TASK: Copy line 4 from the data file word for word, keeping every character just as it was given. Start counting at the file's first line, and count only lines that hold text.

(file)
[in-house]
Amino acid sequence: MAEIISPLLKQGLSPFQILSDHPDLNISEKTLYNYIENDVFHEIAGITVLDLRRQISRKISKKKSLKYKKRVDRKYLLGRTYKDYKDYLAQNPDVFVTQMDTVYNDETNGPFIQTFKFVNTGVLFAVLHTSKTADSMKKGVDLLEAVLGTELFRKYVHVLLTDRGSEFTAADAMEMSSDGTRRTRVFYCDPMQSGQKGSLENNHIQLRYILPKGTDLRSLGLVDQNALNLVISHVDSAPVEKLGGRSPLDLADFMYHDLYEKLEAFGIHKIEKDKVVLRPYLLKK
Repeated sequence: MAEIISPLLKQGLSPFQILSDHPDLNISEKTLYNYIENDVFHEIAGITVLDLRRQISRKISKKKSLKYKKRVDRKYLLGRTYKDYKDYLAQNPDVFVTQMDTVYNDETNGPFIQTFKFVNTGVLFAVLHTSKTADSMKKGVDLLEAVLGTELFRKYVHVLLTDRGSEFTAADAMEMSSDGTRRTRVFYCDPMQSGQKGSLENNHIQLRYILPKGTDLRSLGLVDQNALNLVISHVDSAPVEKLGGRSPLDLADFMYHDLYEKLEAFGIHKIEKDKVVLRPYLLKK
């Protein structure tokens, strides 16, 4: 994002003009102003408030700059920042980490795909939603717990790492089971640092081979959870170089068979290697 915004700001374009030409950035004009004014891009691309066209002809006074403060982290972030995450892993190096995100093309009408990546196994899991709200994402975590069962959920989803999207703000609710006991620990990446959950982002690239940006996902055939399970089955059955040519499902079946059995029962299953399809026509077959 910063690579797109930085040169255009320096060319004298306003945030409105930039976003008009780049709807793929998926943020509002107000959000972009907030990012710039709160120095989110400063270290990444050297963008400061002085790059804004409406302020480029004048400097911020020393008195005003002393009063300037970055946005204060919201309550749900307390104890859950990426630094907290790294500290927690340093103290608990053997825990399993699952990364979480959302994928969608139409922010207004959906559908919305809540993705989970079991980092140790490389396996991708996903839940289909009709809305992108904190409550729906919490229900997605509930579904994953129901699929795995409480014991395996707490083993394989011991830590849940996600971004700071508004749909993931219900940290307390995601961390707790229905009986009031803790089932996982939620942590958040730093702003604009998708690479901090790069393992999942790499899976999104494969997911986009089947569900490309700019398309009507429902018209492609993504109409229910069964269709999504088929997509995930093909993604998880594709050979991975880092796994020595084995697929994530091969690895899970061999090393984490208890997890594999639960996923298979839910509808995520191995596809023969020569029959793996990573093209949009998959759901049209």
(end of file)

């Protein structure tokens, strides 16, 4: 994002003009102003408030700059920042980490795909939603717990790492089971640092081979959870170089068979290697 915004700001374009030409950035004009004014891009691309066209002809006074403060982290972030995450892993190096995100093309009408990546196994899991709200994402975590069962959920989803999207703000609710006991620990990446959950982002690239940006996902055939399970089955059955040519499902079946059995029962299953399809026509077959 910063690579797109930085040169255009320096060319004298306003945030409105930039976003008009780049709807793929998926943020509002107000959000972009907030990012710039709160120095989110400063270290990444050297963008400061002085790059804004409406302020480029004048400097911020020393008195005003002393009063300037970055946005204060919201309550749900307390104890859950990426630094907290790294500290927690340093103290608990053997825990399993699952990364979480959302994928969608139409922010207004959906559908919305809540993705989970079991980092140790490389396996991708996903839940289909009709809305992108904190409550729906919490229900997605509930579904994953129901699929795995409480014991395996707490083993394989011991830590849940996600971004700071508004749909993931219900940290307390995601961390707790229905009986009031803790089932996982939620942590958040730093702003604009998708690479901090790069393992999942790499899976999104494969997911986009089947569900490309700019398309009507429902018209492609993504109409229910069964269709999504088929997509995930093909993604998880594709050979991975880092796994020595084995697929994530091969690895899970061999090393984490208890997890594999639960996923298979839910509808995520191995596809023969020569029959793996990573093209949009998959759901049209």